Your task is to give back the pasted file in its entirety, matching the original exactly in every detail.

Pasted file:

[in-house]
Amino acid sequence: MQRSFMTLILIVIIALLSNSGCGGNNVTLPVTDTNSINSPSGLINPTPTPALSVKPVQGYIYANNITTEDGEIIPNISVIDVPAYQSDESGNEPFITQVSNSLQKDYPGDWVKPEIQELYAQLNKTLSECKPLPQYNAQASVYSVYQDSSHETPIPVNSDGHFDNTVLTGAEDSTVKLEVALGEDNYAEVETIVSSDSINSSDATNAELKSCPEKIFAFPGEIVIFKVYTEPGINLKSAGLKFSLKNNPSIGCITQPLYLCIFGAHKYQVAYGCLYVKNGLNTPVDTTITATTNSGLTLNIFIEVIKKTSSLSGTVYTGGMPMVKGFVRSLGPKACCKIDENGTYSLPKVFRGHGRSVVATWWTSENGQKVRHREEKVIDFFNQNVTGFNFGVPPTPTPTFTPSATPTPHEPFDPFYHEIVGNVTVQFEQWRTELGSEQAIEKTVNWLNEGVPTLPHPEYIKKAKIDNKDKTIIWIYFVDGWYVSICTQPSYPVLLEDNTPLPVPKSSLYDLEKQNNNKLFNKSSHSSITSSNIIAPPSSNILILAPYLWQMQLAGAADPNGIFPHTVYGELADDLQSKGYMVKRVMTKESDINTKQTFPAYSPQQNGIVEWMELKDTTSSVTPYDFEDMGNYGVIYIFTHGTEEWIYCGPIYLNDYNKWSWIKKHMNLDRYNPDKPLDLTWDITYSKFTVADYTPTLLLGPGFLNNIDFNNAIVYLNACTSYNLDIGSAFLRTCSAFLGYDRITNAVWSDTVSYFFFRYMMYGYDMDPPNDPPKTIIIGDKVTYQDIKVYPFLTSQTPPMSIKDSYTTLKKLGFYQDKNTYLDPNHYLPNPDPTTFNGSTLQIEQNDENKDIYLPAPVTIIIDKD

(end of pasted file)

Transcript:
[in-house]
Amino acid sequence: MQRSFMTLILIVIIALLSNSGCGGNNVTLPVTDTNSINSPSGLINPTPTPALSVKPVQGYIYANNITTEDGEIIPNISVIDVPAYQSDESGNEPFITQVSNSLQKDYPGDWVKPEIQELYAQLNKTLSECKPLPQYNAQASVYSVYQDSSHETPIPVNSDGHFDNTVLTGAEDSTVKLEVALGEDNYAEVETIVSSDSINSSDATNAELKSCPEKIFAFPGEIVIFKVYTEPGINLKSAGLKFSLKNNPSIGCITQPLYLCIFGAHKYQVAYGCLYVKNGLNTPVDTTITATTNSGLTLNIFIEVIKKTSSLSGTVYTGGMPMVKGFVRSLGPKACCKIDENGTYSLPKVFRGHGRSVVATWWTSENGQKVRHREEKVIDFFNQNVTGFNFGVPPTPTPTFTPSATPTPHEPFDPFYHEIVGNVTVQFEQWRTELGSEQAIEKTVNWLNEGVPTLPHPEYIKKAKIDNKDKTIIWIYFVDGWYVSICTQPSYPVLLEDNTPLPVPKSSLYDLEKQNNNKLFNKSSHSSITSSNIIAPPSSNILILAPYLWQMQLAGAADPNGIFPHTVYGELADDLQSKGYMVKRVMTKESDINTKQTFPAYSPQQNGIVEWMELKDTTSSVTPYDFEDMGNYGVIYIFTHGTEEWIYCGPIYLNDYNKWSWIKKHMNLDRYNPDKPLDLTWDITYSKFTVADYTPTLLLGPGFLNNIDFNNAIVYLNACTSYNLDIGSAFLRTCSAFLGYDRITNAVWSDTVSYFFFRYMMYGYDMDPPNDPPKTIIIGDKVTYQDIKVYPFLTSQTPPMSIKDSYTTLKKLGFYQDKNTYLDPNHYLPNPDPTTFNGSTLQIEQNDENKDIYLPAPVTIIIDKD